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Archive for Wednesday, April 6, 2005

School board race lacked turmoil of previous years

Mitchell, Grant join board, Robinson retains incumbent seat

April 6, 2005

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The predictable happened.

First-time candidates John Mitchell and Craig Grant each won seats on the Lawrence school board Tuesday. One-term incumbent Linda Robinson was re-elected.

None of the three was opposed.

Initially, four candidates filed for the three open seats on the board. But on Feb. 15 -- two weeks before the March 1 primary -- David Holroyd announced he was no longer interested in serving, although his name appeared on the general election ballot.

Of the four candidates, Holroyd was the lone opponent to the proposed construction and technology bond issues.

Without Holroyd in the race, the remaining campaigns generated little friction; all three supported the bond issues.

"Compared to the turmoil of two years ago when we were looking at closing (Centennial and East Heights) schools, voters' interests appear to have shifted to city government," said Grant, a retired chief lobbyist for the Kansas National Education Assn. teachers union.

"The perception is that things appear smoother with schools, though I'm sure there are still hard feelings about the closings," he said.

School board candidates John Mitchell and Craig Grant look over the
latest results of Tuesday's election at the Douglas County
Courthouse with Milton Scott. Mitchell and Grant won seats.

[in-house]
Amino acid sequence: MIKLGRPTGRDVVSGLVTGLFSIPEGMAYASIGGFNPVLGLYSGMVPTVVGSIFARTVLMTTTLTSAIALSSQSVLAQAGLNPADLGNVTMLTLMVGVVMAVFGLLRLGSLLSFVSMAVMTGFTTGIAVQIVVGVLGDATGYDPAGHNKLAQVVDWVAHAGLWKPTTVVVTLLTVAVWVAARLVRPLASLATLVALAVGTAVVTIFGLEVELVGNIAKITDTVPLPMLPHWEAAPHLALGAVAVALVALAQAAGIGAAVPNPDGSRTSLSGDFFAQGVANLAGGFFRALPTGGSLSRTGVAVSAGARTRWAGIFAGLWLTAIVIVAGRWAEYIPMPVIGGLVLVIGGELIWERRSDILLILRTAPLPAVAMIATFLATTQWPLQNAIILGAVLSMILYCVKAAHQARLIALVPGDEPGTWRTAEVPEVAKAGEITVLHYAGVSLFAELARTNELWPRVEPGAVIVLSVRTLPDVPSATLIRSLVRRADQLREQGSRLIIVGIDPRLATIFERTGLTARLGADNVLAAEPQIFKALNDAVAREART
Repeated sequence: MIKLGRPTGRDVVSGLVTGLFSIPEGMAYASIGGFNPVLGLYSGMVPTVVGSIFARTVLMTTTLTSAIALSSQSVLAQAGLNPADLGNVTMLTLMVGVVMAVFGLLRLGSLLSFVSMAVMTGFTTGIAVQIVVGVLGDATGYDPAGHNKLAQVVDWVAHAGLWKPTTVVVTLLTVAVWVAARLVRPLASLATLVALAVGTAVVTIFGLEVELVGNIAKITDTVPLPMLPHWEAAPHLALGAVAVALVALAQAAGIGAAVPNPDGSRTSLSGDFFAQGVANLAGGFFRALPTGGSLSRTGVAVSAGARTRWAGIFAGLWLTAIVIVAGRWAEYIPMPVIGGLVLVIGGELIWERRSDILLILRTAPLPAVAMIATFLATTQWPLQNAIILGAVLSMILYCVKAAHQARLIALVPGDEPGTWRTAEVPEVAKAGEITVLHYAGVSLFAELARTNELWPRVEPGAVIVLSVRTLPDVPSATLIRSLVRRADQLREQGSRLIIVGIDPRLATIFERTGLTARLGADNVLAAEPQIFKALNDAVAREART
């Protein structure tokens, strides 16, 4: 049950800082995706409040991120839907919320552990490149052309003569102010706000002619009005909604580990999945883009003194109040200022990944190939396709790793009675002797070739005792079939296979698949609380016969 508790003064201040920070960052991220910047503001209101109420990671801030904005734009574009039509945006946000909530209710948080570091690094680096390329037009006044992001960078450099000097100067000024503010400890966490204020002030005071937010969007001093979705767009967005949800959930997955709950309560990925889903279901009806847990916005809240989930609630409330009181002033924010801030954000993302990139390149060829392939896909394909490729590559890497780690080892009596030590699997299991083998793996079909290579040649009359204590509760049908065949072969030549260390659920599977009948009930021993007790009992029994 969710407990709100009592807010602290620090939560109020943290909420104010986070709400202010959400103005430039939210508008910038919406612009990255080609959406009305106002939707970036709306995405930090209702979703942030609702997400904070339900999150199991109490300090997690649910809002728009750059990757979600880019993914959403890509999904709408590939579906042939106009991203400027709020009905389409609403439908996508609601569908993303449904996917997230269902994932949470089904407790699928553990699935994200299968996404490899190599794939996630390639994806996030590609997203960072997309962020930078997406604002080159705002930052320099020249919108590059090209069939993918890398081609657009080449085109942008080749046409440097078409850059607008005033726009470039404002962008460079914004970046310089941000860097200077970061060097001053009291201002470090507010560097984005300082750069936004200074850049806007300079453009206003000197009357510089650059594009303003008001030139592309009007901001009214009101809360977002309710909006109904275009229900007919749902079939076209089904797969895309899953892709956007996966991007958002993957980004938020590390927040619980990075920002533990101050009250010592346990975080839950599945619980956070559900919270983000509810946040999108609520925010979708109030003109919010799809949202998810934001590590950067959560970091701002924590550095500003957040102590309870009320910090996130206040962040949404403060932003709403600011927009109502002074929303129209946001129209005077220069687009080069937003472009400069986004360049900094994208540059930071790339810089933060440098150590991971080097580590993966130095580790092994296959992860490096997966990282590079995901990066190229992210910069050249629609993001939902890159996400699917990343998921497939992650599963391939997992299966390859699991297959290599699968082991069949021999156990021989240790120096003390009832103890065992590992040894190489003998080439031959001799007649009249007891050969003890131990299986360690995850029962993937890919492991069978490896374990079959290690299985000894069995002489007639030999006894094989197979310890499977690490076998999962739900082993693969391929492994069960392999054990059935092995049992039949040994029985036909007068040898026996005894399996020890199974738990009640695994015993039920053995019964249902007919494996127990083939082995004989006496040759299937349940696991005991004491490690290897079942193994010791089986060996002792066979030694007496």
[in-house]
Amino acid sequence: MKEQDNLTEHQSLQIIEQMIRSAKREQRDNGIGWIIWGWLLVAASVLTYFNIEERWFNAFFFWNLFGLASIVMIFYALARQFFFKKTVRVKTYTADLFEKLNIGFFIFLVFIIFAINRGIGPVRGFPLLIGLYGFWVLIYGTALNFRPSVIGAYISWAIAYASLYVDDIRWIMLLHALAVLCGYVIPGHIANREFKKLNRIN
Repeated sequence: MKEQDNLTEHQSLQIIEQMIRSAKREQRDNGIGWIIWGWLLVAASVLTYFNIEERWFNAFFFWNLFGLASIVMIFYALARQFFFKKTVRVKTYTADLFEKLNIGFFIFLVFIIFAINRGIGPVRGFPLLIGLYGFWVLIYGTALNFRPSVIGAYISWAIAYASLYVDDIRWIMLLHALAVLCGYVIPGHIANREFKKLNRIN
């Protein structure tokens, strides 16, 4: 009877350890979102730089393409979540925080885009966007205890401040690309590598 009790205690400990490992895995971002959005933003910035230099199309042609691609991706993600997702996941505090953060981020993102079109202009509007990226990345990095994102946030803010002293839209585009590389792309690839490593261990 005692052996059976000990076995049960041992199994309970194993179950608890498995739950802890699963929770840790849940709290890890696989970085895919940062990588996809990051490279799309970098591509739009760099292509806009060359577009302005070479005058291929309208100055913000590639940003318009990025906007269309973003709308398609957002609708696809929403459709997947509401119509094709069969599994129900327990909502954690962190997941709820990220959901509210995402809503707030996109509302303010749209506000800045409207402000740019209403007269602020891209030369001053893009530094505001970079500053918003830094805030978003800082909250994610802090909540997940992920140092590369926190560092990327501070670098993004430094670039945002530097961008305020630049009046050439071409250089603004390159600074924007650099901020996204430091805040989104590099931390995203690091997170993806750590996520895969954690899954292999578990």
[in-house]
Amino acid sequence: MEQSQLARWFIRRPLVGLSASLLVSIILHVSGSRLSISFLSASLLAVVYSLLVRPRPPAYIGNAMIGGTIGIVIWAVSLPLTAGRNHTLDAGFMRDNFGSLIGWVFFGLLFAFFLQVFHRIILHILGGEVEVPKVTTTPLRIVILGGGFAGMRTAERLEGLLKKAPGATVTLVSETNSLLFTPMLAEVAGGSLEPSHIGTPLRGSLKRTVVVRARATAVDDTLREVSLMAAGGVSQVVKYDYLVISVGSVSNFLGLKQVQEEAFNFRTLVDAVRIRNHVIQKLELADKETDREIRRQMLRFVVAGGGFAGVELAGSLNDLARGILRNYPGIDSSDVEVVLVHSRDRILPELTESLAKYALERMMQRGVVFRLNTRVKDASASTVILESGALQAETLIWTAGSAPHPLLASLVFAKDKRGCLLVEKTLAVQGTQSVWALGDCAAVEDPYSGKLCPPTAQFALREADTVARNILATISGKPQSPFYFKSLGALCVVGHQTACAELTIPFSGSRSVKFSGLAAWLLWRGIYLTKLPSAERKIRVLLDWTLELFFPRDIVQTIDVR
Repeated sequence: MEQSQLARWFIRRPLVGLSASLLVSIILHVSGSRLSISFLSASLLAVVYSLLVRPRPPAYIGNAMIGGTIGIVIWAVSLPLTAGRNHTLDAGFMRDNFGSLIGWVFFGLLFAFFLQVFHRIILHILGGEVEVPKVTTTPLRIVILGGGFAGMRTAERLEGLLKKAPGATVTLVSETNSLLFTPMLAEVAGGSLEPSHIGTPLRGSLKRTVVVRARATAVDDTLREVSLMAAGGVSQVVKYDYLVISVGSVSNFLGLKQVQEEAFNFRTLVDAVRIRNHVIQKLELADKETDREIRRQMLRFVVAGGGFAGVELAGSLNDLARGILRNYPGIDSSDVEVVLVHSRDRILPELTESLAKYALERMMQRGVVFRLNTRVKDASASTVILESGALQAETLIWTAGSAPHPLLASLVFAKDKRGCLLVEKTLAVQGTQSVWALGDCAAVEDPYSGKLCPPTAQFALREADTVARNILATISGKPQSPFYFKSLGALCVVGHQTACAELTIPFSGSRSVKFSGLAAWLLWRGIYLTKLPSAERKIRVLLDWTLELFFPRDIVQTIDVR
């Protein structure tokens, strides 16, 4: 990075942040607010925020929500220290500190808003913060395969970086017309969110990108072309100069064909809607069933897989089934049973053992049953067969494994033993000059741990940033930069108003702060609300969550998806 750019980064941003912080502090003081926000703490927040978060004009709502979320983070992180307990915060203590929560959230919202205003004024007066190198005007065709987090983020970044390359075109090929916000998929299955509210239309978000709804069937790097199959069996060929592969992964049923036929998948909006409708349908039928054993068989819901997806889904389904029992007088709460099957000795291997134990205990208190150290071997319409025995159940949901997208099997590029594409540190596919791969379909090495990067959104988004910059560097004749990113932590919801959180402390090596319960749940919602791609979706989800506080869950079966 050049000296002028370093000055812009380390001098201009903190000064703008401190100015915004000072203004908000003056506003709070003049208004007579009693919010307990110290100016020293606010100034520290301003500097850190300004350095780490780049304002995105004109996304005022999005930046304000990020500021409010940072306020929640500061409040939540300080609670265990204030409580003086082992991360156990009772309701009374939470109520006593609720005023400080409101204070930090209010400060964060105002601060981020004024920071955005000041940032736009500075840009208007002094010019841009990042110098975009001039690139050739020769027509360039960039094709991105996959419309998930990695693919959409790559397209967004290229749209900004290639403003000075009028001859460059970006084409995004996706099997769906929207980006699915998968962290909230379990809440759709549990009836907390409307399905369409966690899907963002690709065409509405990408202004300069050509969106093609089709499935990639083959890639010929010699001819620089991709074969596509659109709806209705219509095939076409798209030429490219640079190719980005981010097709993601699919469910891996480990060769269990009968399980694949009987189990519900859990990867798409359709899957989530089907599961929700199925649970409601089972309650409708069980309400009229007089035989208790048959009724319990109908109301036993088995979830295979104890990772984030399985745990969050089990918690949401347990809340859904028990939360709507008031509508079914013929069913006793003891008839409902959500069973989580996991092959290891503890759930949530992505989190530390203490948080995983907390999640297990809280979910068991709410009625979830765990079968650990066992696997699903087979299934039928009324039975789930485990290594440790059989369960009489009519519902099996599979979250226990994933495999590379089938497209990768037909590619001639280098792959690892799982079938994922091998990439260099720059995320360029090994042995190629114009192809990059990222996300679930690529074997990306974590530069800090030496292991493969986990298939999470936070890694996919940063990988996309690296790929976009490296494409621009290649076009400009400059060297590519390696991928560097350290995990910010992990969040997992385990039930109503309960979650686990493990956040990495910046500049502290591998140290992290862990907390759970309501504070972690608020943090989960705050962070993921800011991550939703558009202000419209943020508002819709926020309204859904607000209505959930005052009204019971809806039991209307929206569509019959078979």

School board candidates John Mitchell and Craig Grant look over the latest results of Tuesday's election at the Douglas County Courthouse with Milton Scott. Mitchell and Grant won seats.

Mitchell, 52, helped lead the unsuccessful bond-issue campaign in 2003. He is chief of compliance and enforcement for the Kansas Department of Health and Environment's Bureau of Waste Management. His wife, Pamela, teaches second grade at Deerfield School.

Robinson, a 54-year-old homemaker, is a former director of the district's Business Education Partnership. Her husband, Scott, a physician, runs the emergency room at Lawrence Memorial Hospital.

Robinson said she wasn't sure whether to congratulate Grant and Mitchell on their victories.

"It seems like all we've been doing for four years is cutting one service, one program after another," she said. "It's really an unpleasant business, which, I think, is another reason there weren't more candidates.






















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